It's time to go again to the A Moment of Science mailbag. A listener writes:
Dear A Moment of Science,
I know that gorillas and chimpanzees can learn sign language and use it to communicate. But can other animals use sign language, too?
Fish Sign Language?
Good question. And the answer is, maybe. To be clear, gorillas and chimps are the only animals that have so far been taught to use human sign language. But some other animals do seem to use a form of sign language, or at least use gestures to communicate with other species. Like, for example, fish.
Really? How can fish use sign language?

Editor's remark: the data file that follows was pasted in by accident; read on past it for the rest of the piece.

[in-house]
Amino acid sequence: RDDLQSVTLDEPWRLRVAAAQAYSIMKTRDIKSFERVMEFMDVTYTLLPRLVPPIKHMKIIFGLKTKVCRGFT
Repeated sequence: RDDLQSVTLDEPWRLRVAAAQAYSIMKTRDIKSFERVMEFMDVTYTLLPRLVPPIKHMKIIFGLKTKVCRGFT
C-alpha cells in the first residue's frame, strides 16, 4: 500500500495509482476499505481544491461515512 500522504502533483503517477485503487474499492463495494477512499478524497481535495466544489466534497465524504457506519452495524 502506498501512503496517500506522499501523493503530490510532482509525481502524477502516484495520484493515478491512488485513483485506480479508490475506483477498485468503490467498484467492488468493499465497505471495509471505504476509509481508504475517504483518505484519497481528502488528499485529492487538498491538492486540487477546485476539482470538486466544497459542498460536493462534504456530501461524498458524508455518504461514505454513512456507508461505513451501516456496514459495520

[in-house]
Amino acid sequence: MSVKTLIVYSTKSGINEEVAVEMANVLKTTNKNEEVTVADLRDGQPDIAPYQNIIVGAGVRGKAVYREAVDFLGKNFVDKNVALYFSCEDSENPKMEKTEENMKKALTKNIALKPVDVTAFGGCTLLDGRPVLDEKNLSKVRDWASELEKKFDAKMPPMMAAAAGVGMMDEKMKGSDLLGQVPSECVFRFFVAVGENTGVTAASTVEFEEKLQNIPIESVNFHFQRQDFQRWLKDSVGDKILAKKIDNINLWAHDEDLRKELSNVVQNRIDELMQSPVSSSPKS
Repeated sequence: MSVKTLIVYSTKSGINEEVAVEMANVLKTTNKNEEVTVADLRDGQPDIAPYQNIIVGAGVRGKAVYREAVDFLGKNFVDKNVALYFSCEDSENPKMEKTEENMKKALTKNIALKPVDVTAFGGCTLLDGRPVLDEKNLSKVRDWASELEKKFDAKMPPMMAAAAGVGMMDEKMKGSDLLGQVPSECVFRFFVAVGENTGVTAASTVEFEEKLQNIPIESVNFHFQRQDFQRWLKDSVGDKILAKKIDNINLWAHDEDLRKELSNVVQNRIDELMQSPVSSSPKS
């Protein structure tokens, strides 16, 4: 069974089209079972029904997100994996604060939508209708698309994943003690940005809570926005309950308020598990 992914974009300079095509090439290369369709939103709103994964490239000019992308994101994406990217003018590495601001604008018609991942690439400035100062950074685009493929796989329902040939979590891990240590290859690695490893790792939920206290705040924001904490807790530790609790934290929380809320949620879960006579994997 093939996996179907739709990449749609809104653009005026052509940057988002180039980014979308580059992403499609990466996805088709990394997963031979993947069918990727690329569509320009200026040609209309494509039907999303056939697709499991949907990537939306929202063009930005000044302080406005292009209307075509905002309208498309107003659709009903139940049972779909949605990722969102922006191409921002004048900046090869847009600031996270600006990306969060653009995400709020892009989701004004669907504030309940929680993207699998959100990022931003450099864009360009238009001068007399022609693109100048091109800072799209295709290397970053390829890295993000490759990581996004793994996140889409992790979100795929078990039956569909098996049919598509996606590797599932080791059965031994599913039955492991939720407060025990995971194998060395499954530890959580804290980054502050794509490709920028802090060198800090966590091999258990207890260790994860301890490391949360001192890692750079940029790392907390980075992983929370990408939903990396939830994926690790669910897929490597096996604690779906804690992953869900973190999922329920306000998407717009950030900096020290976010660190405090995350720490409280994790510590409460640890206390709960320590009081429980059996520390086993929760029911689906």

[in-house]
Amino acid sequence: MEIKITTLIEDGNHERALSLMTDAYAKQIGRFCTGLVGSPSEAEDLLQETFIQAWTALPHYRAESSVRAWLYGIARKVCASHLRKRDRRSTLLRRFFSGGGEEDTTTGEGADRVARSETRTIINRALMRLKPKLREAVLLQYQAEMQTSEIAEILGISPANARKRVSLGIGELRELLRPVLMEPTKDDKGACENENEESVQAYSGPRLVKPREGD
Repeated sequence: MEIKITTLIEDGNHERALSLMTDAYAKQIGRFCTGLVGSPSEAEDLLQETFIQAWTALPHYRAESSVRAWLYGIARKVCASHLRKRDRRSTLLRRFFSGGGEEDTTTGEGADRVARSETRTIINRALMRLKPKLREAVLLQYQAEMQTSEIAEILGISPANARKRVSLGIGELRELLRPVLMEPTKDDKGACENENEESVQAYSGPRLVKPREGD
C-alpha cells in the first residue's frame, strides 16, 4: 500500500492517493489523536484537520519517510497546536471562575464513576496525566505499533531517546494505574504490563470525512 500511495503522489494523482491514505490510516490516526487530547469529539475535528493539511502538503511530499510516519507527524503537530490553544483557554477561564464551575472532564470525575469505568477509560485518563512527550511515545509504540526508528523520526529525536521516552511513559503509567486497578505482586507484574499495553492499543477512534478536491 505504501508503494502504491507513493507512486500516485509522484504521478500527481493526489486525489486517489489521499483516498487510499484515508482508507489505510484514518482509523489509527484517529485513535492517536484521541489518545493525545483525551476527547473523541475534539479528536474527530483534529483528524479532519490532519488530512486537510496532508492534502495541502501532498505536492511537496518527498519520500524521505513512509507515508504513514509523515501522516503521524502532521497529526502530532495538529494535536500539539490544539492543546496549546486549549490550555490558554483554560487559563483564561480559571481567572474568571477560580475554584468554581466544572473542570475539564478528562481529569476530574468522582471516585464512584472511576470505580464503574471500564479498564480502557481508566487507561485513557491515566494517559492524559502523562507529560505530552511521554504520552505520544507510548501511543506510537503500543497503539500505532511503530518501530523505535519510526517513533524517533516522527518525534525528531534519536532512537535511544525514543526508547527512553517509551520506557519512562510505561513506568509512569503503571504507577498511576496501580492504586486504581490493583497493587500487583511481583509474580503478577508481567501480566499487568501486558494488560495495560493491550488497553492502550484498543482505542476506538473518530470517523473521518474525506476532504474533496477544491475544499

Fish Hunt Together
You know how some fish hunt in cooperation with other types of fish?
Scientists have found that these animals have ways of using gestures to communicate during a hunt. For example, when grouper and eels are on the prowl, grouper will sometimes position themselves where prey is hiding. And they do a sort of headstand and shake their head in the direction of the hidden prey. Taking the signal, eels then slither in and flush out the prey. Trout do something similar with octopuses.
That's cool, but does it really qualify as sign language?
It depends how you define it. But typically, scientists define a referential gesture as one that's directed toward an object, isn't used for an immediate mechanical purpose, is aimed at a recipient, and is then used by that recipient to do something like chase or catch prey.